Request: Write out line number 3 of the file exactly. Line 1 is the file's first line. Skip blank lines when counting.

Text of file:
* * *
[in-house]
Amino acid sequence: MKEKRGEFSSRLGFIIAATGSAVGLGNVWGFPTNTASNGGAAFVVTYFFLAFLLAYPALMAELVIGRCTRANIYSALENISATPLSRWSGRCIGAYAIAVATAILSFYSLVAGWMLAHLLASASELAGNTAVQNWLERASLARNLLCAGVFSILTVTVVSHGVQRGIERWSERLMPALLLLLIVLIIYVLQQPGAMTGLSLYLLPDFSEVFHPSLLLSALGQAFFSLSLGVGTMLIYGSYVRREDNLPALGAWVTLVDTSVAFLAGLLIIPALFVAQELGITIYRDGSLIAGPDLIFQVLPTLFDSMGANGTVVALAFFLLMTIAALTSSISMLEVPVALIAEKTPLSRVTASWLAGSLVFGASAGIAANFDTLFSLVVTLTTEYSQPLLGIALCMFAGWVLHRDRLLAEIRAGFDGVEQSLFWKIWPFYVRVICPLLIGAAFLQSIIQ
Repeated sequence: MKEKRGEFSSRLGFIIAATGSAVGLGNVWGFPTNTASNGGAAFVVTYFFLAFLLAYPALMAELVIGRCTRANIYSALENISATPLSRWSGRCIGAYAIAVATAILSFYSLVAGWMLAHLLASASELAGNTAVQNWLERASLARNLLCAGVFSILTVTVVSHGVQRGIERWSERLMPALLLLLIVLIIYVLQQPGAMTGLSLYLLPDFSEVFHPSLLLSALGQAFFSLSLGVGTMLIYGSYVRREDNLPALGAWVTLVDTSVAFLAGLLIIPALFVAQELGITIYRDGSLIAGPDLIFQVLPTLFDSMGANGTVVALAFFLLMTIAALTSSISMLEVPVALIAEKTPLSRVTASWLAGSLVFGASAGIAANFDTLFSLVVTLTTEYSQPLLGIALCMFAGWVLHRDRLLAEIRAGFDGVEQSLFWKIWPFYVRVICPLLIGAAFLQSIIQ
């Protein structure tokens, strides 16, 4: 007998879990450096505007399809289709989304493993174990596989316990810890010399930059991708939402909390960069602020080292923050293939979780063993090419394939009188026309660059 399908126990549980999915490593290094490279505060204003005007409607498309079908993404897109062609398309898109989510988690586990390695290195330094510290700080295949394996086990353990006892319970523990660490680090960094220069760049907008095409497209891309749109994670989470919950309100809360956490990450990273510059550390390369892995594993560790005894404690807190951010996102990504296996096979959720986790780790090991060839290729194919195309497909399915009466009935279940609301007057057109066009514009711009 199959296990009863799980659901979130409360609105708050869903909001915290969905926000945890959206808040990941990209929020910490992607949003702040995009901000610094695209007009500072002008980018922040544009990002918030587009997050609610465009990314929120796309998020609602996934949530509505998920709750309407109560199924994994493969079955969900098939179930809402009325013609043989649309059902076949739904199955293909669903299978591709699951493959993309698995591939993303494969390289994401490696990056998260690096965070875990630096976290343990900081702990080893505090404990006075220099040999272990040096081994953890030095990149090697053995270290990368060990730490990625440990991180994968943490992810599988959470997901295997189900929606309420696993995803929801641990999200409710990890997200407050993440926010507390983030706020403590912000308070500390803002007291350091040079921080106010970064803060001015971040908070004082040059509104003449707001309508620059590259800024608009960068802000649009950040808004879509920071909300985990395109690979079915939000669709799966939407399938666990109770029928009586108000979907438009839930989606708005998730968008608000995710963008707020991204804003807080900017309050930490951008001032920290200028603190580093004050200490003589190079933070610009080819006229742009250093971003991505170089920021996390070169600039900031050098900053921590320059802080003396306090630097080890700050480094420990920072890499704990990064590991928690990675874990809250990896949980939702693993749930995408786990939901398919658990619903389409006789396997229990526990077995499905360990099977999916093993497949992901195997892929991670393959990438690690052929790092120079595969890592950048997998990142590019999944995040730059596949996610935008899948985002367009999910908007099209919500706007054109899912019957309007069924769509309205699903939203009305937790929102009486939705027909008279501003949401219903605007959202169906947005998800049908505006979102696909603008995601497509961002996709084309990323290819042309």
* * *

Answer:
Repeated sequence: MKEKRGEFSSRLGFIIAATGSAVGLGNVWGFPTNTASNGGAAFVVTYFFLAFLLAYPALMAELVIGRCTRANIYSALENISATPLSRWSGRCIGAYAIAVATAILSFYSLVAGWMLAHLLASASELAGNTAVQNWLERASLARNLLCAGVFSILTVTVVSHGVQRGIERWSERLMPALLLLLIVLIIYVLQQPGAMTGLSLYLLPDFSEVFHPSLLLSALGQAFFSLSLGVGTMLIYGSYVRREDNLPALGAWVTLVDTSVAFLAGLLIIPALFVAQELGITIYRDGSLIAGPDLIFQVLPTLFDSMGANGTVVALAFFLLMTIAALTSSISMLEVPVALIAEKTPLSRVTASWLAGSLVFGASAGIAANFDTLFSLVVTLTTEYSQPLLGIALCMFAGWVLHRDRLLAEIRAGFDGVEQSLFWKIWPFYVRVICPLLIGAAFLQSIIQ